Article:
Saturday, April 4, 2015

Sermon: Holy Saturday: We Wait.

Image result for holy saturday imageSermon for April 4, 2015
Holy Saturday BCP 283
The Rev. Vicki K. Hesse
St. Philip’s In The Hills, Tucson, AZ
Lamentations 3:1-9, 19-24, Psalm 33: 1-5
1 Peter 4:1-8, Matthew 27:57-66

In the name of the Holy One. Amen.

Waiting. It’s not something that we do, as a society, very well. 
Waiting. It means to “do nothing, expecting something to happen.”
Waiting. In the French language, the word is “attendre” or “to attend to.”
In other words, it is an active verb.  But in our society, we don’t see it that way.
Waiting feels like a waste of time, and we sure are insistent that we use our time effectively.
Waiting. Our collect of the day invites us, “… to await with him the coming of the third day…”

Yesterday, Good Friday, Jesus was crucified and died. Joseph, at least, had the decency to ask for Jesus’ body, which he took, and wrapped in linen cloth and laid in his own new tomb. Then after he placed the body in the tomb, he rolled a great stone to the door and went away.

Joseph went away.

Joseph’s careful and caring actions
to Jesus’ body
are seen as pious acts, reverent and kind.

Then he went away.

I wonder what about us, what do we do, this day?
Yesterday, Good Friday, Jesus was crucified and died.
·        We saw him hanging there through the 148 students killed in Kenya for being Christian
·        We saw him hanging there, being mocked by Boko Haram who claim the hashtag did nothing to #BringBackOurGirls
·        We saw him hanging there, crying out for justice with those who continue to be denied equal rights.

We took his body off the cross, gently, reverently,
·        and wrapped it in prayers for peace between nations, between tribes, between families and in our hearts
·        and wrapped it compassion in place of resentment for those “evil doers”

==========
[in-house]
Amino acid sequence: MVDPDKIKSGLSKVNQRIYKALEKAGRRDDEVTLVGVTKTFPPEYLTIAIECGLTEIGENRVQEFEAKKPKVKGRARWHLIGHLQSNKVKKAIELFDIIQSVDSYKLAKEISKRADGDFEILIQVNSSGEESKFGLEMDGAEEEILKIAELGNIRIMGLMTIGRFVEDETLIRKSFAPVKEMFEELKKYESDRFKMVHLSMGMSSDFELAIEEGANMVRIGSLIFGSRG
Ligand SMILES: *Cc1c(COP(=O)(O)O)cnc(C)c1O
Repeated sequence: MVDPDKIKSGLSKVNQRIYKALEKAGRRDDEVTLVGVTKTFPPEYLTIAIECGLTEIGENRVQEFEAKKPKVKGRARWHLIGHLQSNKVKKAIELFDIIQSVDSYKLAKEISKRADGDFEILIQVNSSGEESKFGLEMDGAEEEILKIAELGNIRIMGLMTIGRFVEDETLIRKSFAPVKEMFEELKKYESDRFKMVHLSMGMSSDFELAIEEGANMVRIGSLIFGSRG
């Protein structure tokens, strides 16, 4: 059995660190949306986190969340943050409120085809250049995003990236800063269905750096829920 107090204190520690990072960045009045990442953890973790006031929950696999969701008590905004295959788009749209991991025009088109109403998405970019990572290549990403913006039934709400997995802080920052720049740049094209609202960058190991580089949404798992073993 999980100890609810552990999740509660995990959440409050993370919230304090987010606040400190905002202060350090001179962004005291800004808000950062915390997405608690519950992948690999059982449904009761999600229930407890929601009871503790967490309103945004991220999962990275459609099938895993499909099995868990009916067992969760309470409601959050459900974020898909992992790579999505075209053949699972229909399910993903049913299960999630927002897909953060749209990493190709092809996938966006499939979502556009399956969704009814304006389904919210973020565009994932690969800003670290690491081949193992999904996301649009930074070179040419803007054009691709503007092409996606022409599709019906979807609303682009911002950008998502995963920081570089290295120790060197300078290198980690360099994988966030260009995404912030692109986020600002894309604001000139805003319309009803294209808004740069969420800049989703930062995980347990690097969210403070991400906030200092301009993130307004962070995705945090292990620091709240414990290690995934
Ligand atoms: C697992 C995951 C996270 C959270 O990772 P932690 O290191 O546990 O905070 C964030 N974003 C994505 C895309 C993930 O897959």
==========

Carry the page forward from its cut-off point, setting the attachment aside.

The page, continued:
·        and wrapped it linen cloth of hope, woven for just this day, as the soft flesh of his corpse draped over our serving arms

We experienced Good Friday and laid Jesus in our own new tomb.

So now do we just go away?

God, Jesus’ heavenly Father, waited. 

God “attended to” Jesus in the “fullness of time” – that phrase which Jesus kept repeating
 – to hear God’s will for him and in the fullness of time to make all things new.

God waited for Jesus.  And God waits for us. 
God attended to Jesus And God attends to us.

God rested in this Sabbath with Jesus.
God rests with us, in our in-between lives,
in our indecisions,
in our half-hearted prayers,
in our doubting affirmations. 

Mary Magdalene and the other Mary
sat opposite the tomb.
They did not go away. They waited.
They did nothing. Elles attendant.  
They attended to.

Welsh poet RS Thomas
offers this poem, appropriate for today:[1]

Moments of great calm,
Kneeling before an altar
Of wood in a stone church
In summer, waiting for the God

To speak; the air a staircase
For silence; the sun’s light
Ringing me, as though I acted
A great role. And the audiences
Still; all that close throng
Of spirits waiting, as I,
For the message.
   Prompt me, God;
But not yet. When I speak,
Though it be you who speak
Through me, something is lost.
The meaning is in the waiting.

The meaning is in the waiting

Jesus is placed in a new tomb.
A great stone is placed to the door.
We do not go away.
We await the fullness of time.
We. Can. Not. Look. Away.
On attend.

We wait.

We wait.

We wait.


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